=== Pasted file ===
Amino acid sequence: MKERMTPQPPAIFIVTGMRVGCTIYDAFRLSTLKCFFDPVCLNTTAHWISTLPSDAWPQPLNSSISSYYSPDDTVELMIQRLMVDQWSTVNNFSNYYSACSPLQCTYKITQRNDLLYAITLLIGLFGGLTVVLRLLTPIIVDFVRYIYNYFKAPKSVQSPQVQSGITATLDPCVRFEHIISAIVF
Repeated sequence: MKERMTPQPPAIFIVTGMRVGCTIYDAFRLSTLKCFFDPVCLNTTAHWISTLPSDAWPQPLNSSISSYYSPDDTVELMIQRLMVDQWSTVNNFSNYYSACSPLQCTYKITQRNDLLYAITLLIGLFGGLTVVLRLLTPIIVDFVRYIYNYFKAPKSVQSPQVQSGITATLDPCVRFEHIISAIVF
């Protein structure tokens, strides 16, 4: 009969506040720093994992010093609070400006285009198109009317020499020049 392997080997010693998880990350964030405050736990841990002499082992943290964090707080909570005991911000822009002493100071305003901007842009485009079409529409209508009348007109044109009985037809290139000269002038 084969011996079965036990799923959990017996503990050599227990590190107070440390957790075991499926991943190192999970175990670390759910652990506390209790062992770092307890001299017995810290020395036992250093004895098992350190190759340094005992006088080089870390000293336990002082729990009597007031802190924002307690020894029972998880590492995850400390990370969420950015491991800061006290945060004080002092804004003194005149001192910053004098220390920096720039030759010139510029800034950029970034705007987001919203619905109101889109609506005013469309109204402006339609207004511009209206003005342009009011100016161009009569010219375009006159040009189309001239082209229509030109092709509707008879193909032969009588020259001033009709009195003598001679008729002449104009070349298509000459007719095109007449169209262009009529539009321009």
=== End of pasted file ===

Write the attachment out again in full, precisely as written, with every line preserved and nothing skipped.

Amino acid sequence: MKERMTPQPPAIFIVTGMRVGCTIYDAFRLSTLKCFFDPVCLNTTAHWISTLPSDAWPQPLNSSISSYYSPDDTVELMIQRLMVDQWSTVNNFSNYYSACSPLQCTYKITQRNDLLYAITLLIGLFGGLTVVLRLLTPIIVDFVRYIYNYFKAPKSVQSPQVQSGITATLDPCVRFEHIISAIVF
Repeated sequence: MKERMTPQPPAIFIVTGMRVGCTIYDAFRLSTLKCFFDPVCLNTTAHWISTLPSDAWPQPLNSSISSYYSPDDTVELMIQRLMVDQWSTVNNFSNYYSACSPLQCTYKITQRNDLLYAITLLIGLFGGLTVVLRLLTPIIVDFVRYIYNYFKAPKSVQSPQVQSGITATLDPCVRFEHIISAIVF
């Protein structure tokens, strides 16, 4: 009969506040720093994992010093609070400006285009198109009317020499020049 392997080997010693998880990350964030405050736990841990002499082992943290964090707080909570005991911000822009002493100071305003901007842009485009079409529409209508009348007109044109009985037809290139000269002038 084969011996079965036990799923959990017996503990050599227990590190107070440390957790075991499926991943190192999970175990670390759910652990506390209790062992770092307890001299017995810290020395036992250093004895098992350190190759340094005992006088080089870390000293336990002082729990009597007031802190924002307690020894029972998880590492995850400390990370969420950015491991800061006290945060004080002092804004003194005149001192910053004098220390920096720039030759010139510029800034950029970034705007987001919203619905109101889109609506005013469309109204402006339609207004511009209206003005342009009011100016161009009569010219375009006159040009189309001239082209229509030109092709509707008879193909032969009588020259001033009709009195003598001679008729002449104009070349298509000459007719095109007449169209262009009529539009321009």